From the El Parque, head back towards the Bull Ring, then right into the main street, Alameda Andalucia. At the beginning of the street there are two tapas bars. The first, Aurora, is a regular haunt of the Guardia Civil (across the road) and the second is the Cafeteria Plata Bar. Both are trditional Andalucian bars and definitely worth a stop, although I strongly advise against jumping in your car after a few beers and tapas in the first (in fact, I advise against beer, tapas and driving full stop - there are plenty of taxis in Antequera, one rank is across the road from the Plata Bar).

Further up Alameda is the Noelia. Many Antequerans swear that this is the best restaurant in Antequera. It does do limited tapas in its tiny bar but I recommend sitting under the umbrellas outside and going for a one of the large selection of raciones or medias raciones (portions or half portions). The Jamon Iberico (ham from acorn fed pigs) melts in your mouth. The Jamon Serrano is also delicious and is half the price of the Iberico, but you do get what you pay for.

Further up the Alameda the street forks. Take the right fork and head up the Infante Don Fernando. At the beginning of this street, on your right, is the Iglesia (Church) de San Juan de Dios. A little further up, on your left is the Iglesia de Ntra. Sra. de los Remedios. Both are worth a visit. There are also a number of little bars as you stroll up, but if time is not on your side, keep going until you get to the Bar Castilla (attached to a small hotel of the same name - the bar, remarkably, closes for holidays for a couple of weeks in July). Some in Antequera claim this is the tapas temple. It is excellent, especially for its fried and grilled fish. Calamares certainly deserve to be sampled.

From here, keep going down the Infante (passing on your right the Convento de San Agustin - do take a minute to have a look) and you get to the wonderful Plaza San Sebastian with its ornate central fountain. The bar attached to the new Hotel Plaza San Sebastian has an outside terrace where you can soak up the ancient city all around (Iglesia y Torre de San Sebastian is directly across the Square) and gaze up at the castle walls. This bar does have tapas on display, including 'hot' tapas. But I must confess, the tapas are good and the bar is popular with the Spanish. It also has Tapas de Cocina, listed on a menu, which you can order from the tables inside.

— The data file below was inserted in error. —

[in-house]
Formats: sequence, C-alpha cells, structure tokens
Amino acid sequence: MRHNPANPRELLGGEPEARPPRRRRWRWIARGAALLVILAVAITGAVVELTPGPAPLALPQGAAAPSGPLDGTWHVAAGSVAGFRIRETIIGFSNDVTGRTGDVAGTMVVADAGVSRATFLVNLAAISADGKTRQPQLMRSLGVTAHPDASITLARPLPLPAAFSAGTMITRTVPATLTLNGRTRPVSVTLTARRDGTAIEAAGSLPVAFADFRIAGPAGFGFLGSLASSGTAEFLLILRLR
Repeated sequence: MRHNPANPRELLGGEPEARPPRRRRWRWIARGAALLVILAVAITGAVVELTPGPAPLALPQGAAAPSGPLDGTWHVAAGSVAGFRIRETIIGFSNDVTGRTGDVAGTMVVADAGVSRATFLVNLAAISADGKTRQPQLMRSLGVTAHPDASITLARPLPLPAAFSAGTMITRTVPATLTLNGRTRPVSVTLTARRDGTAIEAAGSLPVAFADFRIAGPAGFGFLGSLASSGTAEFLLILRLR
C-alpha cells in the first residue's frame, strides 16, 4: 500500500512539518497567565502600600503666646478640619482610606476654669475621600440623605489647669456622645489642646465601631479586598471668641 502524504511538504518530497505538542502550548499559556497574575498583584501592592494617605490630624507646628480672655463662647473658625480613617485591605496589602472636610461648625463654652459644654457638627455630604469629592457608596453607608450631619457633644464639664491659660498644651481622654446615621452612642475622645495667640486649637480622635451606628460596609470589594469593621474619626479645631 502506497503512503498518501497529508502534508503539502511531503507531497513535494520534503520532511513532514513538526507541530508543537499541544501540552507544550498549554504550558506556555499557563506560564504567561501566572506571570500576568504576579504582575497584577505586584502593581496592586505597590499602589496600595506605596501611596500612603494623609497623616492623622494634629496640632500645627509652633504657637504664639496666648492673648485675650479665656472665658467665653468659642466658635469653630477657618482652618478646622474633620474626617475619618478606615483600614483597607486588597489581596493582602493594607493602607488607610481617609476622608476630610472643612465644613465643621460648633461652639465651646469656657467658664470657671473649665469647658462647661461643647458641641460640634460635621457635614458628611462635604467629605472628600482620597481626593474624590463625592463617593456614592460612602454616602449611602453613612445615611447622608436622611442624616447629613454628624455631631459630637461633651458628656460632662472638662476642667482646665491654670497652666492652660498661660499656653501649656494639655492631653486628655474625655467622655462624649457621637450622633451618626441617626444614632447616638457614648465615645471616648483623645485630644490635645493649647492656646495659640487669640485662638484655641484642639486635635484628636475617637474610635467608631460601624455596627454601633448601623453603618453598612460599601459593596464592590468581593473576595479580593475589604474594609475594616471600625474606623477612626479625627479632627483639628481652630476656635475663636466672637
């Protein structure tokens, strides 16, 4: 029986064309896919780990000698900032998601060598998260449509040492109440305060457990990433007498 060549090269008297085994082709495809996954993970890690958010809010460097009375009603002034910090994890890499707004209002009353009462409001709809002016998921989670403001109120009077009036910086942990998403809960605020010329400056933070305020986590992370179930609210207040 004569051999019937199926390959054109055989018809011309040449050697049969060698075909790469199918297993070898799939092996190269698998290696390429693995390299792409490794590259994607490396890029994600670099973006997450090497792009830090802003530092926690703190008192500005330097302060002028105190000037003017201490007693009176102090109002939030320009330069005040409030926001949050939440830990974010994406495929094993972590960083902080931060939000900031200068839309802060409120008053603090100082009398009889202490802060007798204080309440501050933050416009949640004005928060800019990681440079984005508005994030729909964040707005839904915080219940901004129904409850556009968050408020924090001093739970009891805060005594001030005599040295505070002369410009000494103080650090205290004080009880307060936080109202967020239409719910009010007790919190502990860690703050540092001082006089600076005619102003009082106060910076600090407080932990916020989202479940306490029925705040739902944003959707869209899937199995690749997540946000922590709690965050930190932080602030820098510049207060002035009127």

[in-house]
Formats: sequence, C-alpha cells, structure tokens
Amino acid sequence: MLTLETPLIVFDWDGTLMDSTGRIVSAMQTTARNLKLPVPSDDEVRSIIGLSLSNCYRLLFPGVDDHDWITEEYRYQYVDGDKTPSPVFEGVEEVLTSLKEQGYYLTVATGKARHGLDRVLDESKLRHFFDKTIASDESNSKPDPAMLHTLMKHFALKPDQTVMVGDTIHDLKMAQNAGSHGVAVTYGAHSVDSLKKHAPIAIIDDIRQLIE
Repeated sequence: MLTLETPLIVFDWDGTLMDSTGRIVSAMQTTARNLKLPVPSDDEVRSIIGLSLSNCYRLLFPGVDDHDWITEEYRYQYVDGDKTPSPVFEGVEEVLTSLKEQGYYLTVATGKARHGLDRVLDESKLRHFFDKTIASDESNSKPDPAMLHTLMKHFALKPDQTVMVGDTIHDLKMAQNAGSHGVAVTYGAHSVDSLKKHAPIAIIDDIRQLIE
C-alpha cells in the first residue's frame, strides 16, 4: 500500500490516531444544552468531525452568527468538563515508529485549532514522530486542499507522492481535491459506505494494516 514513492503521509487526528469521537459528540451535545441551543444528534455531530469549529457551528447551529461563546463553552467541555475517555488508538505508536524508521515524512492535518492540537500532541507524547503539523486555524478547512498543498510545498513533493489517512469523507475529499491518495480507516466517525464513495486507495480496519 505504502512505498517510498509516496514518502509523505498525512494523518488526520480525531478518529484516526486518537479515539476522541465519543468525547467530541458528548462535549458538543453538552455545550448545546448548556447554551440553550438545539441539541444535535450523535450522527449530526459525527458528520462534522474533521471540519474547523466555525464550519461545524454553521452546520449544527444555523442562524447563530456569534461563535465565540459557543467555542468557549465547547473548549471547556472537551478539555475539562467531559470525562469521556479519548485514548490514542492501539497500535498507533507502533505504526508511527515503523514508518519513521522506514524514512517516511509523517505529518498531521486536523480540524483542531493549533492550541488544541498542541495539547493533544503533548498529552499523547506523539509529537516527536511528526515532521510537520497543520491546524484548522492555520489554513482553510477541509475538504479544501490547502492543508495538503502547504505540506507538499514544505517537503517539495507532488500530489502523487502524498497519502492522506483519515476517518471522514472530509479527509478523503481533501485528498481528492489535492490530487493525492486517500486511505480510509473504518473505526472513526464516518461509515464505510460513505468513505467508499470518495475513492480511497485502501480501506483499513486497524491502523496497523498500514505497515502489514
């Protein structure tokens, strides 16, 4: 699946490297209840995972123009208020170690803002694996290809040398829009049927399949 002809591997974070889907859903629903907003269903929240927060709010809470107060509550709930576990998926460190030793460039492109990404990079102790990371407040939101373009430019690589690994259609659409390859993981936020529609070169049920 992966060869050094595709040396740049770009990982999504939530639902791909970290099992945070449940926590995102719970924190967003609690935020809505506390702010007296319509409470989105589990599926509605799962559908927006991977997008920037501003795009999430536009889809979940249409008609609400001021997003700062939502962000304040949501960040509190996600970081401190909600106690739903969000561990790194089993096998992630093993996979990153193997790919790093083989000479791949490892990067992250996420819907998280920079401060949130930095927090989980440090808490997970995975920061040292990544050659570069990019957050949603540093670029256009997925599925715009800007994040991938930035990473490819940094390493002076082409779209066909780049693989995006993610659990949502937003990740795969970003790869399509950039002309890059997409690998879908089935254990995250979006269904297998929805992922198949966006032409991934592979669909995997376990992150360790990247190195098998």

If you go up the street next to the Tourist Office (don't forget to grab a map of Antequera as you pass) you get to the Zona Monumental (Alcazaba etc). There are several tapas bars here worth visiting (if you have the energy to climb). I can recommend Bar Carmen, near the magnificent Iglesia del Carmen. Another is at the end of the street (Calle Herradores) down from the Alcazaba in the square opposite Iglesia de Jesus. It's the only bar there. The tapas is excellent, and it is one of the few bars that serves tapas outside on its little terrace in the square. There are others tucked away in the maze of narrow streets, well worth exploring if you have a few hours to spend before lunch or dinner.

But to continue with our tapas tour we need to go back to the Bar Castilla.

Take the side road down from the Castilla. About twenty meters along you get to the Cafeteria Castilla. It is excellent for Churros in the morning. It also does a full range of tapas (hot and cold), and I recommend it highly.